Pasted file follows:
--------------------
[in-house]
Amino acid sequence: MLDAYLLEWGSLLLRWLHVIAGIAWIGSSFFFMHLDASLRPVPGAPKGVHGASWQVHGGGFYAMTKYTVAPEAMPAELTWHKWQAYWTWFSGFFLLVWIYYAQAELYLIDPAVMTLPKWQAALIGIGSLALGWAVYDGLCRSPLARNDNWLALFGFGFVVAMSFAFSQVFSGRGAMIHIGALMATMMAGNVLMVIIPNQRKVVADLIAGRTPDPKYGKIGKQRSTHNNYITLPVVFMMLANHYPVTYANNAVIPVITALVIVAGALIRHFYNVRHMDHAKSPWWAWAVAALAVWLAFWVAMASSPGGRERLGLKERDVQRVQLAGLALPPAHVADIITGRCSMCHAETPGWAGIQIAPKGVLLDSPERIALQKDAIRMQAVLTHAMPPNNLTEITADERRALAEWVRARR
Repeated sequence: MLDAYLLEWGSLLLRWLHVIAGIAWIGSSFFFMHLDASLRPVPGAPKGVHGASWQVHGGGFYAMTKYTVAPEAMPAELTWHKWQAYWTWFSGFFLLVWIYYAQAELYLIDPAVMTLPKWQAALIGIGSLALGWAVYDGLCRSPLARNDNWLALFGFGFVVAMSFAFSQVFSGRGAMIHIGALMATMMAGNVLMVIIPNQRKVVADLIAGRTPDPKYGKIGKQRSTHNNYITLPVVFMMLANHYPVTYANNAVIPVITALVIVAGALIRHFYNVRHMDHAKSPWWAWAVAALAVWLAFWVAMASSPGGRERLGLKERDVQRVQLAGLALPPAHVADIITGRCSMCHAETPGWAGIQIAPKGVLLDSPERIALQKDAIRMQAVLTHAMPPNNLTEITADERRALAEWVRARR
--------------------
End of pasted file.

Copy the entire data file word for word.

[in-house]
Amino acid sequence: MLDAYLLEWGSLLLRWLHVIAGIAWIGSSFFFMHLDASLRPVPGAPKGVHGASWQVHGGGFYAMTKYTVAPEAMPAELTWHKWQAYWTWFSGFFLLVWIYYAQAELYLIDPAVMTLPKWQAALIGIGSLALGWAVYDGLCRSPLARNDNWLALFGFGFVVAMSFAFSQVFSGRGAMIHIGALMATMMAGNVLMVIIPNQRKVVADLIAGRTPDPKYGKIGKQRSTHNNYITLPVVFMMLANHYPVTYANNAVIPVITALVIVAGALIRHFYNVRHMDHAKSPWWAWAVAALAVWLAFWVAMASSPGGRERLGLKERDVQRVQLAGLALPPAHVADIITGRCSMCHAETPGWAGIQIAPKGVLLDSPERIALQKDAIRMQAVLTHAMPPNNLTEITADERRALAEWVRARR
Repeated sequence: MLDAYLLEWGSLLLRWLHVIAGIAWIGSSFFFMHLDASLRPVPGAPKGVHGASWQVHGGGFYAMTKYTVAPEAMPAELTWHKWQAYWTWFSGFFLLVWIYYAQAELYLIDPAVMTLPKWQAALIGIGSLALGWAVYDGLCRSPLARNDNWLALFGFGFVVAMSFAFSQVFSGRGAMIHIGALMATMMAGNVLMVIIPNQRKVVADLIAGRTPDPKYGKIGKQRSTHNNYITLPVVFMMLANHYPVTYANNAVIPVITALVIVAGALIRHFYNVRHMDHAKSPWWAWAVAALAVWLAFWVAMASSPGGRERLGLKERDVQRVQLAGLALPPAHVADIITGRCSMCHAETPGWAGIQIAPKGVLLDSPERIALQKDAIRMQAVLTHAMPPNNLTEITADERRALAEWVRARR